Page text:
Fukushima farmers struggle to overcome stigma six years after nuclear disaster

World Today

Fukushima 3

Japan marks six years since the Fukushima disaster. The meltdown triggered by an earthquake and tsunami forced about 100,000 people from their homes–nearly 13 percent of them have decided to return, some willingly and some without a choice.

CGTN’s Terrence Terashima filed this report.

A winter is almost over in this serene Japanese countryside.

One can see signs of plum and cherry buds, flowers the Japanese loves so much, ready to bloom.

But for farmers in Fukushima, harsh conditions will likely to continue as they struggle to recover from the nuclear accident six years ago.

Save those in the coastal areas damaged by the tsunami, and areas still restricted with high levels of radiation, many farmers have recovered, producing a variety of products.

However, many people are still reluctant to sell or buy Fukushima products, due to concerns of residual radiation in the food, even those that have cleared thorough radiation inspection.

Chikako Yaginuma sells fruits, vegetables, and various Fukushima products every week in numerous parts of Tokyo and its surrounding prefectures. Hoping to spread awareness of safe Fukushima produce and remove misunderstanding.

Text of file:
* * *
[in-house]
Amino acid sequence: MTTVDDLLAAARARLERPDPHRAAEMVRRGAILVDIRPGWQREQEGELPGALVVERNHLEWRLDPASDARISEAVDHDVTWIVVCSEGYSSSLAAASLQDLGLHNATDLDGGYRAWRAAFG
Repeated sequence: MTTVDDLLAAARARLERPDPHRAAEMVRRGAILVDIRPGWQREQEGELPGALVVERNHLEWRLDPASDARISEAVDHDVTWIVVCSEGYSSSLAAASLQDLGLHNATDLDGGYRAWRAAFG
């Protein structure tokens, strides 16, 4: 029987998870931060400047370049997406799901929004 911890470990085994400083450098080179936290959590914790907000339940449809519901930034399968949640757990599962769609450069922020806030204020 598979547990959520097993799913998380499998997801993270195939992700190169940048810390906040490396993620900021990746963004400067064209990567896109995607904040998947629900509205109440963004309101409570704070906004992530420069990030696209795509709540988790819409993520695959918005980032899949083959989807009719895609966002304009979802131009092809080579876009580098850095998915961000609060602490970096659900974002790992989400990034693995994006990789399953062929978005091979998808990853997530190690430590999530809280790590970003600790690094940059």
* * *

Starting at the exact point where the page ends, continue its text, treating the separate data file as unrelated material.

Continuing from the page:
“We are seeing slow improvements in vegetables, but those that have decided to avoid food products from Fukushima after the accident still are reluctant to buy them. We are hoping they will change their minds,” said Chikako Yaginuma.

According to the Fukushima government, the price of rice and beef are still five to ten percent lower than the national average.

Fukushima is the second largest producer of peaches in Japan, but its price is 23 percent lower than average.

Central and district governments are putting all efforts to convince people of the safety of Fukushima Products.

But a survey showed that 16.6 percent are still reluctant to buy any produce from Fukushima.

The agriculture production in Fukushima is at about 80 percent of what it used to be, prior to the disasters.

Experts say it will take a decade for the industry and the local economy to recover.

But local residents will not feel comfortable until the nuclear reactors have been decommissioned safely.